Peaks Island Elementary School is dedicating this mural by painter Claude Montgomery on Tuesday evening. The painting is signed 1950. Photos by Ben McCanna/Staff Photographer

A historic mural of Portland Harbor once destined for the dump has a new home at the Peaks Island School, where the painter who created the mural, Claude Montgomery, learned his earliest art lessons.

The school and the island community will dedicate the mural during a celebration of the school’s 150th anniversary Thursday, rescheduled from Tuesday. The mural, a 6-foot-by-12-foot canvas-on-plywood depiction of Portland Harbor that Montgomery painted in 1950, is hanging in the school near the office.

Montgomery, who died in 1990, attended school on Peaks as a youngster, said Kate Sykes, co-chair of the Southern Maine Democratic Socialists of America. The Southern Maine DSA has been trying to find a public home for the mural since last year, when it got involved with the mural’s rescue and took on its placement as a project of its arts and culture committee.

“We really wanted it in public hands. There’s a difference between public art and nonprofit art funded through private donations. We really wanted this to be in the public domain, and we’re really happy the Peaks Island School stepped forward,” Sykes said. “The challenge is that it’s quite large, and finding a wall space large enough that was inside to protect it from the elements limited the possibilities of a recipient who could display it.”

Peaks Island emerged as the home for the mural when one of the artist’s daughters, Nancy Beebe, got involved. She lives on Peaks in the summer and offered to store the mural. She worked with the school and the Southern Maine DSA to place the mural. Beebe couldn’t be reached to discuss the project.

A builder who was renovating Montgomery’s former home in Georgetown saved the mural when the home’s new owners decided they didn’t want it and didn’t know what to do with it. The builder, John Hart, is friends with Sykes and called her to ask if she had an interest in the mural.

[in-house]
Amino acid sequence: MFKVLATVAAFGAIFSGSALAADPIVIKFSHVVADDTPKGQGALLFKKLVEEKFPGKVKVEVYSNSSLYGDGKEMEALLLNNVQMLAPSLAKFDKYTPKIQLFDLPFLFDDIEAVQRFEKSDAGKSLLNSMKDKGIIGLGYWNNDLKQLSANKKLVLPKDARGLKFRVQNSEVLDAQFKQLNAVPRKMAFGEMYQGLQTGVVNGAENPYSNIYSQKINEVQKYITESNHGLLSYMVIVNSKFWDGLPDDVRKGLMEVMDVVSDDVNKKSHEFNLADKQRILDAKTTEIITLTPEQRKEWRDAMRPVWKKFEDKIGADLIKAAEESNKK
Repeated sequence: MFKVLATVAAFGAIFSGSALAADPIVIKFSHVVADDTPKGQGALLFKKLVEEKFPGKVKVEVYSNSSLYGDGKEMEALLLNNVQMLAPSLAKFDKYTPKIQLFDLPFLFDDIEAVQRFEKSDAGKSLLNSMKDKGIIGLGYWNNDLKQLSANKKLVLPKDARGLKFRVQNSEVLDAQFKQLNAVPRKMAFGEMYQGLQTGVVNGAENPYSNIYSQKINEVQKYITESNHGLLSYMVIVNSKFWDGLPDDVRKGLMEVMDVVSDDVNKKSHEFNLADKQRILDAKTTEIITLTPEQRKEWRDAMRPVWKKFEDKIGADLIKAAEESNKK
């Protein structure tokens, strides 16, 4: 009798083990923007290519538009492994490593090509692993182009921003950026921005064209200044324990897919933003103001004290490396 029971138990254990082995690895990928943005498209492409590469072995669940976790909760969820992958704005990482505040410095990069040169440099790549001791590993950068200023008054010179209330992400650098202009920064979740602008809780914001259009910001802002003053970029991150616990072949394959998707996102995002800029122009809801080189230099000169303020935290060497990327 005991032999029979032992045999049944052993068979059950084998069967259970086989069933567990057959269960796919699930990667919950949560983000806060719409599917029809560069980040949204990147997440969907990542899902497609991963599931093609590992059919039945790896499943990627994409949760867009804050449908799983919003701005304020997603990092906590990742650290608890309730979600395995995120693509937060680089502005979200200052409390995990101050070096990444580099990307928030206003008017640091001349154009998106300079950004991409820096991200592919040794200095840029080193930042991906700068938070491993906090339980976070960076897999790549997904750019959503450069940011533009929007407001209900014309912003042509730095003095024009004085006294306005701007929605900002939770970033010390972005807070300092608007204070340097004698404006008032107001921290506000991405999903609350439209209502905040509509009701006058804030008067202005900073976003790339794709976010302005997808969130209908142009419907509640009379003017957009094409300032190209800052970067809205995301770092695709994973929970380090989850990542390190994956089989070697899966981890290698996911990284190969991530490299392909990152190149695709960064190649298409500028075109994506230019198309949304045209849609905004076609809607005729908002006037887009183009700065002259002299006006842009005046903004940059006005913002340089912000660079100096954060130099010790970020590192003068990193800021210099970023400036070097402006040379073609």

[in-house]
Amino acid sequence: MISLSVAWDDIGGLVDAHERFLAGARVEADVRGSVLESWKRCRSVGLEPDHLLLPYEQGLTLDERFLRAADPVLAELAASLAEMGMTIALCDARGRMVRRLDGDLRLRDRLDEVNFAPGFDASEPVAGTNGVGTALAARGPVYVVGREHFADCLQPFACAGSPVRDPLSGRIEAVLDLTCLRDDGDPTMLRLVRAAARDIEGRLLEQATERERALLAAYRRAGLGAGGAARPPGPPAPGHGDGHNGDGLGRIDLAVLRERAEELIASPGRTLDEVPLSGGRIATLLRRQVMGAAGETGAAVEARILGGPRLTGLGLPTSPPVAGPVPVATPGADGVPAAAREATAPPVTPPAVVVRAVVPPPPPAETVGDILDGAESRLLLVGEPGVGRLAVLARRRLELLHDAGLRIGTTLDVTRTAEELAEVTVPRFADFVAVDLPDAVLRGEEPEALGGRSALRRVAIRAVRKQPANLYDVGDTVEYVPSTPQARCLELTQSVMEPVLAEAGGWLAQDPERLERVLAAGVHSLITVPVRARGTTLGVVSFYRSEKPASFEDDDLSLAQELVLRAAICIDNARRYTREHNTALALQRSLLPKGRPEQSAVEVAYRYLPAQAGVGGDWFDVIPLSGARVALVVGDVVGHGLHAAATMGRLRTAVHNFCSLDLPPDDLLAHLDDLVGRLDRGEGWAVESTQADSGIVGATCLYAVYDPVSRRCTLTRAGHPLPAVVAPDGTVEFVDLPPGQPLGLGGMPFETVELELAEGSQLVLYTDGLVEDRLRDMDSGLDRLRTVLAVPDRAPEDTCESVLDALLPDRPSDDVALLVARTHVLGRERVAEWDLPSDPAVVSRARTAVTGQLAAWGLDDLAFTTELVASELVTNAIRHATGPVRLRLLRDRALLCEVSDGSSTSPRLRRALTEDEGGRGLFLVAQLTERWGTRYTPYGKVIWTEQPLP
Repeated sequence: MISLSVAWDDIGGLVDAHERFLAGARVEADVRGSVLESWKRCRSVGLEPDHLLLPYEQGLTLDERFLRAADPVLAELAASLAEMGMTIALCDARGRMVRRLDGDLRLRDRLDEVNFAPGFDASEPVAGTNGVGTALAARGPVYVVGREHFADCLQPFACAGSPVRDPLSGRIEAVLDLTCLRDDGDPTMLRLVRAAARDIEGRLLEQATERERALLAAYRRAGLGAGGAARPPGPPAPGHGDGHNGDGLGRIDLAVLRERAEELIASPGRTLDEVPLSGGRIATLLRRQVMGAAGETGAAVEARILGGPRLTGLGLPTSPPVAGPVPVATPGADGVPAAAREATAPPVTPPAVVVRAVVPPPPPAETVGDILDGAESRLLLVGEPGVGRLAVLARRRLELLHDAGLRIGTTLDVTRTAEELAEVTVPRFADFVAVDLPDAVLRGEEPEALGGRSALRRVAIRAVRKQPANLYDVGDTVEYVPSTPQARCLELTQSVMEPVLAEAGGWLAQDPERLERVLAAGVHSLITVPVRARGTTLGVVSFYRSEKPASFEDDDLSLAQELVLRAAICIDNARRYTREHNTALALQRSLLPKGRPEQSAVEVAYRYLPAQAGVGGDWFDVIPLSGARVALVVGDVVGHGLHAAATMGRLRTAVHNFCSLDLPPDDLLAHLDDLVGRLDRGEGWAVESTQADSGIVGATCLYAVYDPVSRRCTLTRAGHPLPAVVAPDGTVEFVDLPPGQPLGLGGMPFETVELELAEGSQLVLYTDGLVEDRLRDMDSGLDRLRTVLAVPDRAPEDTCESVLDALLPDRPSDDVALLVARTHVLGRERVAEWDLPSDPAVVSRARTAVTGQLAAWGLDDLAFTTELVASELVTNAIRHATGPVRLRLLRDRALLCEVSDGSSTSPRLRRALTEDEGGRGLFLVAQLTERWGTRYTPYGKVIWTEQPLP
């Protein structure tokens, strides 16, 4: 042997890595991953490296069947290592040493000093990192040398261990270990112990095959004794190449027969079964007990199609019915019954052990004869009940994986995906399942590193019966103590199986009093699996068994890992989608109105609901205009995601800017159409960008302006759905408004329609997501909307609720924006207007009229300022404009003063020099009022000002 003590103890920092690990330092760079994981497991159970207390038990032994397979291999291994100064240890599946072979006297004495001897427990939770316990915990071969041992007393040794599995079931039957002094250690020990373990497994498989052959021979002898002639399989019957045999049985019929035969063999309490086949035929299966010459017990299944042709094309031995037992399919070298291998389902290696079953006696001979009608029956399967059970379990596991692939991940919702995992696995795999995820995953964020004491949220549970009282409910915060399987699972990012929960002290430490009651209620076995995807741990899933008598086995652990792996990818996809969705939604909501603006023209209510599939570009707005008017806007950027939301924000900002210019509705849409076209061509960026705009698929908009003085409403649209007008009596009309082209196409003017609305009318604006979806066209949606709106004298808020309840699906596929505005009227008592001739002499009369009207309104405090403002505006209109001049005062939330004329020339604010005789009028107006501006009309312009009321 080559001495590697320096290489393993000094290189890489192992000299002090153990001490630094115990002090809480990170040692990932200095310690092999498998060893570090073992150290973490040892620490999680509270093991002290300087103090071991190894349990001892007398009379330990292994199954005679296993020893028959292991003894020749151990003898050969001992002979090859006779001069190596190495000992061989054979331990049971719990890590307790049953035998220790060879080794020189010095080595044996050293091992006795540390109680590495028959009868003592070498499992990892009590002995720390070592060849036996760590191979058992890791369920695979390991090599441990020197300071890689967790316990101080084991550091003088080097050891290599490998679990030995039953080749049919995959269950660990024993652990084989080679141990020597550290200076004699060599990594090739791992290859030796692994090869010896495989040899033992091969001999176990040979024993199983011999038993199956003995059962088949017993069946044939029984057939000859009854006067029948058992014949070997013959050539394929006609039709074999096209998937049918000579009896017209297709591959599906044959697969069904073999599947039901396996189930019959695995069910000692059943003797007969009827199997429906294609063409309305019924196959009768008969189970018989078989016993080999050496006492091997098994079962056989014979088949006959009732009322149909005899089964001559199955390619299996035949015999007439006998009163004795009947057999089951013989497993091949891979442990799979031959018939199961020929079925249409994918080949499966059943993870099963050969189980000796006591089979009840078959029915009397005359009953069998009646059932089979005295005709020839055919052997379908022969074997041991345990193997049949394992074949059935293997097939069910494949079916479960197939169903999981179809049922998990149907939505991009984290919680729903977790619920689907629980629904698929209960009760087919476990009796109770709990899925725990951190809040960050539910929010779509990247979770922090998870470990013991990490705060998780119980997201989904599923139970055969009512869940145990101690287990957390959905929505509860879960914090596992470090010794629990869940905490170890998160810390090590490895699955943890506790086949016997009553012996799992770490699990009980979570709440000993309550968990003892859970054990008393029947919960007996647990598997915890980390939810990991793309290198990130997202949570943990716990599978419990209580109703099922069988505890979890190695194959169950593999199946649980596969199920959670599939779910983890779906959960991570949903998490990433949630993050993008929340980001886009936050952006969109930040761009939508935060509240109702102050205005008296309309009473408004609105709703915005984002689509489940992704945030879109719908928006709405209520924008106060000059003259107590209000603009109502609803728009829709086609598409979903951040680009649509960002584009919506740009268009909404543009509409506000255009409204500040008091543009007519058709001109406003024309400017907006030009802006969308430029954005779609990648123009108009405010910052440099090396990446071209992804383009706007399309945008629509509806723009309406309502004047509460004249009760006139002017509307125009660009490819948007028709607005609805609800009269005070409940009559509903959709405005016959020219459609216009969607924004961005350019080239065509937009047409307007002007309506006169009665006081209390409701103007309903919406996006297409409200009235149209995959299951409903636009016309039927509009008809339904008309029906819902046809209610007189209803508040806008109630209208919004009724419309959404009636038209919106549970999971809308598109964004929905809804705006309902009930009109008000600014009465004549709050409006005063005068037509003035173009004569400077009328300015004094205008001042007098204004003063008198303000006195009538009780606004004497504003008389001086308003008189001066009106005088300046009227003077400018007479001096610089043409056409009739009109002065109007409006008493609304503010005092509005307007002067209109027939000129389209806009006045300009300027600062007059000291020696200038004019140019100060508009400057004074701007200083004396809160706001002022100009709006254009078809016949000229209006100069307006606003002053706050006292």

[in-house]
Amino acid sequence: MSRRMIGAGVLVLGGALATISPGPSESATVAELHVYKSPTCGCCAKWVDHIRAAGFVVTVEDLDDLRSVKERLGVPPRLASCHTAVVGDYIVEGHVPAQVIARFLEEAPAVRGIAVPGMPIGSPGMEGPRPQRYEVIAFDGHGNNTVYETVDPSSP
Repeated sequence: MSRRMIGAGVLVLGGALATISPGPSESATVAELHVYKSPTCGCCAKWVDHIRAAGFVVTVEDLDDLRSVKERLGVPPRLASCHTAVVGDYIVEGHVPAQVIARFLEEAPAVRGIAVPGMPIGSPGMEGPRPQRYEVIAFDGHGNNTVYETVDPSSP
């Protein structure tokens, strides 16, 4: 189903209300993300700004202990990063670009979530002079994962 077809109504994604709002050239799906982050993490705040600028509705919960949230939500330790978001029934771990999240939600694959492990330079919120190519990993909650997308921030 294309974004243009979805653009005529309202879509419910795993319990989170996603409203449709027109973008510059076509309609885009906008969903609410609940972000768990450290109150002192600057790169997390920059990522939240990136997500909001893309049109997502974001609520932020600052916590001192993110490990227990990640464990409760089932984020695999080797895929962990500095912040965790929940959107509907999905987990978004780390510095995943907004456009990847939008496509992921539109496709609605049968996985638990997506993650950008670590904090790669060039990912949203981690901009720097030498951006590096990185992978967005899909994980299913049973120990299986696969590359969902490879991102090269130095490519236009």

The Peaks Island School seems like a perfect solution, Sykes said. “Nancy is a member of the community, and the artist actually attended elementary school there. So when the school came up, we all thought it would be most ideal,” she said.

Hart and Beebe both plan to attend the dedication Tuesday evening, along with many other members of Montgomery’s family, Sykes said.

Montgomery painted a view of the city looking across from South Portland. In the painting, he elongates time to include three-masted schooners, steamships, ferries and working boats in the harbor, and compresses space to include Fort Gorges, the Portland Observatory and City Hall, as well as what might be Portland Head Light in the location of Bug Light.

Montgomery was born in Portland in 1912 and graduated from Portland High and what is now Maine College of Art, the latter in 1935. He painted major figures of Maine, including the late Leon Leonwood Bean and Sen. Edmund Muskie. The Society of American Etchers named his drypoint etching of an old man on the waterfront, ″Ol’ Joe,″ one of the 100 best prints of 1937, and two years later that same etching won a silver medal at the Paris International Exhibition.

He also painted landscapes and seascapes, and Down East magazine used his paintings on its covers in the 1960s. He was a member of both the American Watercolor Society and the Royal Society of Arts in London.

Montgomery lived for more than 30 years in Tulsa, Oklahoma, beginning in the 1940s, and returned to Maine to live year-round in 1979.

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